I’ve attended approximately four billion conferences and author events since becoming an official wow-she-managed-to-get-a-book-published author about 10 years ago. I’ve sat on panels and taught workshops. Met amazing readers. Answered questions and sometimes… not always, but sometimes… listened to fellow author panelists give what feels like a page-by-page description of their book rather than answer the question asked.
I know, I know. I can hear you gasp in shock that I just wrote that but come on. We can all admit this happens. It’s likely because authors spend a lot of time with made-up people and are not always great with real ones. More than once I’ve had to fight the urge to turn to the generally lovely but chatty author next to me and ask, “how exactly does your book about this couple on the Oregon coast in 2018 have anything to do with the future of sci-fi romance?” There’s an unspoken don’t embarrass your fellow panelist rule that holds me back. Except that one time when a self-important dude moderator who had never actually published a book asked why women couldn’t write “deeper” books. That guy did not get the benefit of the unspoken rule. But he’s still alive, and I think we can all agree he’s lucky for my restraint.
While others might love going to things, I’m the type who loves the idea of it and enjoys it once I’m there, but that hour before getting into the car or on the plane involves a great deal of internal debate. Should I pretend I’m sick? Maybe I can make myself sick? I wish I had steps in the house because I could fall down them and have to skip…
[This is a good time to note that this article is not about author maturity or how to overcome introvert tendencies. Both are good topics. I’m not an expert in either.]
All of this travel and social interaction involves tricking my brain and forcing my body to go… outside. This is bigger than you might think. I’ve been fortunate to travel a lot in my life but when people ask me about my favorite place the answer is easy — my house. While, unfortunately, we have not yet reached the future promised to us in The Jetsons, I can get almost anything delivered to my house. All I need to do is open the front door. I don’t actually need to step outside, thank goodness. Still, leaving for author stuff generally means fighting my natural impulse to grab the back door in a death grip and refuse to let go [see: previous comment about maturity].
When I do give in and find big girl clothes — defined here as pants with a zipper and shirt that I remembered to wash and (mostly) fits — and pack, I also bring with me a few personal rules for survival. Authors you should feel free to adopt or ignore these as you see fit. Readers, this will give you some insight into what’s going on in my head when you see me standing alone in the middle of a hallway at a conference, looking lost and pretending to study my phone.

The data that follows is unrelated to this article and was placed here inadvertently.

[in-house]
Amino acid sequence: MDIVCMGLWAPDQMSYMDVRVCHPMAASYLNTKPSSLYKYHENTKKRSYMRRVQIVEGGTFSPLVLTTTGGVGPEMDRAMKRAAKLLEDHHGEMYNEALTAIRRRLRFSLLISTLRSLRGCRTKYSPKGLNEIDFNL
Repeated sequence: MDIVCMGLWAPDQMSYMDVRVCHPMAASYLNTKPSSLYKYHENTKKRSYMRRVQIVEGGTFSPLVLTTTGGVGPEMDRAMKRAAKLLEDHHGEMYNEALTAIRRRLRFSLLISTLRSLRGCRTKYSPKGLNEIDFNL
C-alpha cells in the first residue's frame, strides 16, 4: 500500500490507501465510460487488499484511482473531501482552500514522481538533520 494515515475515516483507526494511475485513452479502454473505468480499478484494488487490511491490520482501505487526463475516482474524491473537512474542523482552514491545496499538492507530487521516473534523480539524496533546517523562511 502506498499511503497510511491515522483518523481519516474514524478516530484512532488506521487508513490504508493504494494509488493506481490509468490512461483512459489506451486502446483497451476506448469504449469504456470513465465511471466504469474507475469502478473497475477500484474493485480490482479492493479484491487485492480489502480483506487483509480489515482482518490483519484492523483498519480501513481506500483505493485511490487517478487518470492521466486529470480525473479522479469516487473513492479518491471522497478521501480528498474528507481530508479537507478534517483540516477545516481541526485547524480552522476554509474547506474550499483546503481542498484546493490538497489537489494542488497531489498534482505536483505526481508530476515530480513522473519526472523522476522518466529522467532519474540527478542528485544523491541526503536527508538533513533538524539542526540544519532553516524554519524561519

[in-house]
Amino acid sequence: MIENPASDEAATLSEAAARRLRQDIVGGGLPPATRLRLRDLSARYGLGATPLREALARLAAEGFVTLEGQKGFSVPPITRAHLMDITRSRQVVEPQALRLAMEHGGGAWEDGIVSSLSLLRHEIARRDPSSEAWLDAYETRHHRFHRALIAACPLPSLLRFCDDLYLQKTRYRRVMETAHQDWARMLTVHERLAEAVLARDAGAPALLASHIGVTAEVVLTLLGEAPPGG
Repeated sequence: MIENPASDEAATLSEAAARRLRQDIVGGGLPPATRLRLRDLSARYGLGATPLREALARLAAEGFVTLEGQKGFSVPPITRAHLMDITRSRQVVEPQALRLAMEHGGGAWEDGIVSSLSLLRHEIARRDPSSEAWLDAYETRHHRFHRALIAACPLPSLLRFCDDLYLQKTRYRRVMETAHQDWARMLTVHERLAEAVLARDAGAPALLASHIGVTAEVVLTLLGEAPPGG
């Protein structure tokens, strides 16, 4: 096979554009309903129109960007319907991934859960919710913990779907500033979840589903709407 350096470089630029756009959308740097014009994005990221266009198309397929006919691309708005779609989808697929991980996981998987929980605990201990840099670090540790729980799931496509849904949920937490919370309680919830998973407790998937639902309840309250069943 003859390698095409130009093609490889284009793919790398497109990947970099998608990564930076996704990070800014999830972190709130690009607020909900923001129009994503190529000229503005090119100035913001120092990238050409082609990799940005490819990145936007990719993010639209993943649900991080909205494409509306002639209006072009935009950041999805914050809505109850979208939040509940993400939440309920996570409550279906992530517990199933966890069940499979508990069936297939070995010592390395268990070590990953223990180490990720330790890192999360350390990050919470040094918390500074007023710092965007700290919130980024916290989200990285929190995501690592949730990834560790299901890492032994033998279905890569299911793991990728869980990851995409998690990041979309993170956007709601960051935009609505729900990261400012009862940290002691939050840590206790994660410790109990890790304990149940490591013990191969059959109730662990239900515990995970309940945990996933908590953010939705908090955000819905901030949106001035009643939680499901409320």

First rule. This is a global rule. It’s probably a good life rule, in general, but it is imperative for authors at any author event. The rule? Don’t be an asshole. That’s it. Four words. Seems simple, right? Yeah, I thought so, too, until I saw and heard so many authors violating it.
How this works for me is when I get to a conference — literally, before I walk in the door of the hotel or convention center or library — I whisper it to myself. If it’s a multi-day conference, I say it every morning on the long ride down in the elevator as we stop at every single floor to allow more people to climb on. See, I might be tired or hungry – there’s a 90% chance I forgot to eat and am hungry — and I have terrible eyesight and a general inability to remember names, so if I’m not careful I can be an asshole. We all can. We’re human. But for those 60 or 90 or however many seconds that someone meets me I want to be the best me, and that means ignoring the fatigue, the desire to find a bag of chips, the uncomfortable shoes I never wear that are currently making my feet swell and the nagging worry I forgot to comb my hair or brush my teeth before leaving the hotel room. The need for coffee has to be set aside because the person standing in front of me deserves my undivided and respectful attention.
As I write this I realized that really is the only rule I have. There is a sister rule that goes like this: don’t be precious. I blame author Meg Cabot for this one. She once wrote an article about being at an event and how some of the authors around her were acting very special and wanted constant pampering. I can’t remember the specifics, but I remember my takeaway was don’t be precious. That seems easy, right? Sit there, be professional and kind and appreciative and grateful. All those things we learned in kindergarten but sometimes forget when we leave the house.
That’s all I’ve got. You have to actually leave your house to go to these events, and you should. The readers you meet will make it worth it. They are awesome, so when you’re not at your best, go hide. Take a minute to regroup and then send the non-asshole, non-precious version of you out again. And carry snacks. Trust me on this. You need snacks.